Friday, December 31, 2010

With friends like Avigdor Lieberman...


What is surprising is not the Israeli Foreign Minister's views but Benjamin Netanyahu's tolerance of his expressing them

By Donald Macintyre
The Independent

"....Then this week, he did it again. Just as efforts, undoubtedly in Israel's strategic interest, were being made to patch up relations with Turkey that had gone into deep freeze after Israel's lethal raid on the Gaza-bound vessel Mavi Marmara, Mr Lieberman chose to denounce the Turkish leadership for their "lies", going on to reaffirm his opposition to reaching an agreement with the "illegitimate" moderate Palestinian leadership in Ramallah. The Israeli Foreign Minister, in other words, has made a mockery of Lyndon Johnson's famous remark about why it was better to keep J Edgar Hoover on at the FBI. Mr Lieberman is inside the tent. And he is pissing in as well as out.

What is surprising is not Mr Lieberman's views on these topics but Mr Netanyahu's seemingly inexhaustible tolerance for his expression of them. It can be debated whether an ultra-nationalist who fought the last election on a proposal to force Israeli Arabs to swear allegiance to the Jewish state in order to qualify for citizenship, and who once said that Arab parliamentarians who talked to Hamas should be executed, could ever become the Israeli Prime Minister. But one point on which both men seem agreed – and they are not alone – is that Mr Lieberman remains Mr Netanyahu's most dangerous rival on the right. And Mr Netanyahu has apparently decided, for now at least, that his Foreign Minister is marginally less threatening inside his coalition than out of it.....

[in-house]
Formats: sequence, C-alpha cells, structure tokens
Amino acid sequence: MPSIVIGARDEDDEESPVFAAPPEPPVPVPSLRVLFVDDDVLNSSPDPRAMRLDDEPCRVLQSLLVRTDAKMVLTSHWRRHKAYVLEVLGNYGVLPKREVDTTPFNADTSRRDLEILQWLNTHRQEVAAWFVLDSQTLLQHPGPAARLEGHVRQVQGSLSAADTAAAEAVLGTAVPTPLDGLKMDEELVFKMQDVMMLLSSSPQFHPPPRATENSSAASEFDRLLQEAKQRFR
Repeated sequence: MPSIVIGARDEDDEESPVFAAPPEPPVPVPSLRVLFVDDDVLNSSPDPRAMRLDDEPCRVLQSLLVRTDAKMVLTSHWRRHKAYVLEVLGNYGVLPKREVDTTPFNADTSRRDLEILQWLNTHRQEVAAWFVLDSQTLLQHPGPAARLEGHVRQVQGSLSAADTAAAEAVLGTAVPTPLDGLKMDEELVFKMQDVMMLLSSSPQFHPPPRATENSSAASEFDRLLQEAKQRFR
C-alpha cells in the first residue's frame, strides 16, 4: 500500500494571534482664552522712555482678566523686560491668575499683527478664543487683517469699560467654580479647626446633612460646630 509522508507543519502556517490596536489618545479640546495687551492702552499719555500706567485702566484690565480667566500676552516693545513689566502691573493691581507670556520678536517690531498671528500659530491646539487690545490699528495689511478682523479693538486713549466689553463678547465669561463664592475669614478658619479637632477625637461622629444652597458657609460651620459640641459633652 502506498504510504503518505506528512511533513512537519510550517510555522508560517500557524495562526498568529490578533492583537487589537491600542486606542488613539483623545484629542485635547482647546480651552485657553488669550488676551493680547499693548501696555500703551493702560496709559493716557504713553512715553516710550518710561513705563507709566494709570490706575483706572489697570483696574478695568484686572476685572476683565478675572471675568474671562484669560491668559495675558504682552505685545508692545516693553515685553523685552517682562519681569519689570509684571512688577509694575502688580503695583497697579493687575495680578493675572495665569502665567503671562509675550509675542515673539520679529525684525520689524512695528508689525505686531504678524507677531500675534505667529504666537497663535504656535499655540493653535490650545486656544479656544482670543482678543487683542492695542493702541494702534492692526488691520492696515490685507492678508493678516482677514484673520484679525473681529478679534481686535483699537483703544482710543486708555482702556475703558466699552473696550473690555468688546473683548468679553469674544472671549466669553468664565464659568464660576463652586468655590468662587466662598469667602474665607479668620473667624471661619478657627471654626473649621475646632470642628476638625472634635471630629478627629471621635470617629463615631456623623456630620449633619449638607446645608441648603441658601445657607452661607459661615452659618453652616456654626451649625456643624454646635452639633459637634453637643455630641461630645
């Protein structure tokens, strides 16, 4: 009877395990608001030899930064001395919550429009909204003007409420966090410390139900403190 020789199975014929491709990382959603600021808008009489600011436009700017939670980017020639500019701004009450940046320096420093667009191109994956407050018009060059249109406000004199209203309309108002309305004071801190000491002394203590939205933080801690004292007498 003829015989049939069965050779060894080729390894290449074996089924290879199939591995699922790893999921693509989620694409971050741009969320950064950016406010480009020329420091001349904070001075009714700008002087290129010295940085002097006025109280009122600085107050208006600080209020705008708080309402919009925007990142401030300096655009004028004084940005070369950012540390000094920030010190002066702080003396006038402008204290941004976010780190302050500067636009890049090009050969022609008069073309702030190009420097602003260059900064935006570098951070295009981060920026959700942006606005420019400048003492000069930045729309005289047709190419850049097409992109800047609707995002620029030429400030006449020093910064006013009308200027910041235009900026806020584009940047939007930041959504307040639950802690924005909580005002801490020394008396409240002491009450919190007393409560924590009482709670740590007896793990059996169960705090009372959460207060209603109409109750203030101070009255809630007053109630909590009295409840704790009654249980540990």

With a strengthened Mr Lieberman – who once exhorted his colleagues to treat Gaza as "Russia operates in Chechnya" – waiting in the wings, it's isn't impossible that Mr Netanyahu would be tempted catastrophically into Gaza, as Ehud Olmert was tempted so bloodily in an election year when Mr Netanyahu himself was similarly waiting in the wings. But either way, the momentum towards a Middle East breakthrough that seemed possible when Barack Obama was elected two years ago is at once more necessary and much harder to generate than it was then. "

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